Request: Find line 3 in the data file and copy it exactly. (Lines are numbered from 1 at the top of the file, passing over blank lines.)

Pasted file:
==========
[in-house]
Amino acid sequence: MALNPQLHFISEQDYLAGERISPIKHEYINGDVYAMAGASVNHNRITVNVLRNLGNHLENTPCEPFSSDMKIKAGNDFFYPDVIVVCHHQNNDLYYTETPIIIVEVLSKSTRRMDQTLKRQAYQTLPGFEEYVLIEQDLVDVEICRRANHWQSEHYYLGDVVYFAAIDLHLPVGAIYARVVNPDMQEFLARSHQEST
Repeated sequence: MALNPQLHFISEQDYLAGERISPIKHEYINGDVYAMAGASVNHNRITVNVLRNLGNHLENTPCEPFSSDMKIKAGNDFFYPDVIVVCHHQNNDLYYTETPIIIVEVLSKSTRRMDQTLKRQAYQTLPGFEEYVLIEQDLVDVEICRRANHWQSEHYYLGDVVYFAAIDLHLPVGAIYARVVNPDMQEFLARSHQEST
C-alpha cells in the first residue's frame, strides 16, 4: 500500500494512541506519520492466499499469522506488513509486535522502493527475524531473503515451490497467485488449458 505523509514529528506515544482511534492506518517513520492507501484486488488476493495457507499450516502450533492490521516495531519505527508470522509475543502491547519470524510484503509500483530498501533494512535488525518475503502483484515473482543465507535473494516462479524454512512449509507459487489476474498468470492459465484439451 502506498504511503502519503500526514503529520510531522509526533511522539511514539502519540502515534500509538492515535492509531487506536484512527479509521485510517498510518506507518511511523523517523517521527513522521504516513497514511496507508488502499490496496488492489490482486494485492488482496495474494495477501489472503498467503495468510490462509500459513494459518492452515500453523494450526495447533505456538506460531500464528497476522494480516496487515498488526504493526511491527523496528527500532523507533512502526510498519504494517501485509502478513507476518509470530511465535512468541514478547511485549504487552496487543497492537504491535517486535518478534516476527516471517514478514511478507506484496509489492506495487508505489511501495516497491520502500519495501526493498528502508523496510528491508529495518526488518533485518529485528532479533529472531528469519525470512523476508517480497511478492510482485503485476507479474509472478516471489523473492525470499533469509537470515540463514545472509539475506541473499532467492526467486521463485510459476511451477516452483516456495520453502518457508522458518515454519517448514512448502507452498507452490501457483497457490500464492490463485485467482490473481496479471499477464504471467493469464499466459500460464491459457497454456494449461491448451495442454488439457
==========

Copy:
Repeated sequence: MALNPQLHFISEQDYLAGERISPIKHEYINGDVYAMAGASVNHNRITVNVLRNLGNHLENTPCEPFSSDMKIKAGNDFFYPDVIVVCHHQNNDLYYTETPIIIVEVLSKSTRRMDQTLKRQAYQTLPGFEEYVLIEQDLVDVEICRRANHWQSEHYYLGDVVYFAAIDLHLPVGAIYARVVNPDMQEFLARSHQEST